Dr. Barbara Zeeb received her PhD from Queen’s University, Canada in 1994. She joined the Environmental Sciences Group (ESG) at the Royal Military College of Canada (RMC) in 1996 to co-ordinate environmental research projects, supervise graduate students, and manage environmental projects at numerous active and abandoned military installations across Canada. In 2004, Dr. Zeeb accepted a faculty position at RMC in the Department of Chemistry and Chemical Engineering where she was awarded a Canada Research Chair in Biotechnologies and the Environment, and became a full professor in 2008. Over the last two decades, she has been involved in multidisciplinary phytotechnological studies to remediate metal-, organochlorine-, petroleum hydrocarbon, and salt-impacted sites in collaboration with government agencies and contaminated site owners. Dr. Zeeb is also an Adjunct Professor in the Department of Biology and cross-appointed to the School of Environmental Studies at Queen’s University.
Terrence Bell, Dr
The phytobiome: a looming revolution for plant-based technologies?
Dr. Terrence Bell was appointed as an Assistant Professor in the Department of Plant Pathology and Environmental Microbiology at The Pennsylvania State University in February 2017. He is also a Visiting Assistant Professor in the School of Integrative Plant Science at Cornell University. He received his Ph.D. from McGill University, where he used next-generation sequencing of soil microbiomes to investigate bioremediation of petroleum contaminants in the Arctic. Before starting his current position, he worked as a postdoctoral fellow at the Biodiversity Centre in Montreal on the Genome Canada funded project GenoRem, and then as an Atkinson Postdoctoral Fellow at Cornell University. As part of GenoRem, he worked within a multi-disciplinary team that used emerging genomic approaches to better understand willow-microbe-contaminant relationships in the context of phytoremediation. His current interests include interactions between plants and microbiomes in agricultural settings, and he continues to work with collaborators at Cornell and Penn State on willow-associated microorganisms. Specifically, his group is exploring new methods for modifying and shaping plant-microbiome relationships to enhance plant productivity.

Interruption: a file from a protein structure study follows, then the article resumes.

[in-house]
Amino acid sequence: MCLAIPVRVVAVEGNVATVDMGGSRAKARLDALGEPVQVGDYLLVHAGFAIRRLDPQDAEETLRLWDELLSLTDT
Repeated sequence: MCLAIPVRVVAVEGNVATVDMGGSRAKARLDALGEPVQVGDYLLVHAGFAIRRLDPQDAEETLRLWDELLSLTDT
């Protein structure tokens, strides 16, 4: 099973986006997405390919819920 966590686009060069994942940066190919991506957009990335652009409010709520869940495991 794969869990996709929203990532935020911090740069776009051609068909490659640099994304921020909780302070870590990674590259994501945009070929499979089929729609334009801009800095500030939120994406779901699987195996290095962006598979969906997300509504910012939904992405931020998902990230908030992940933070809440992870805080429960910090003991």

Michel Labrecque, Adjunct professor
Willows: number one tool for phytotechnology
Michel Labrecque is Curator of the Montreal Botanical Garden and Head of the Garden’s Research and Scientific Development division since 1997. He is also adjunct professor in the Department of Biological Sciences at the Université de Montréal. Specialized in ecophysiology, He is interested in the physiological and molecular aspects of phytoremediation. Over the past decades, he has led numerous studies in Quebec and with international collaborators that investigated plants' ability to absorb or degrade contaminants. His research finds applications in the rehabilitation of brownfields, wastewater treatment or management of agricultural effluents. A prolific scientist, he has published more than a hundred scientific papers and delivered over 150 presentations at national and international conferences, often as a keynote speaker. Prof. Labrecque has directed or co-directed close to 40 graduate students and postdoctoral fellows. He chaired the 4th International Symposium on the Tree (2000) and the International Workshop on Environmental Applications of Willows and Poplars (IPC FAO, 2007). He is also co-founder of the Quebec Society of Phytotechnology (2007). Well-known for his communication skills, he has given over 300 media interviews. He chairs this 14th International Phytotechnologies Conference.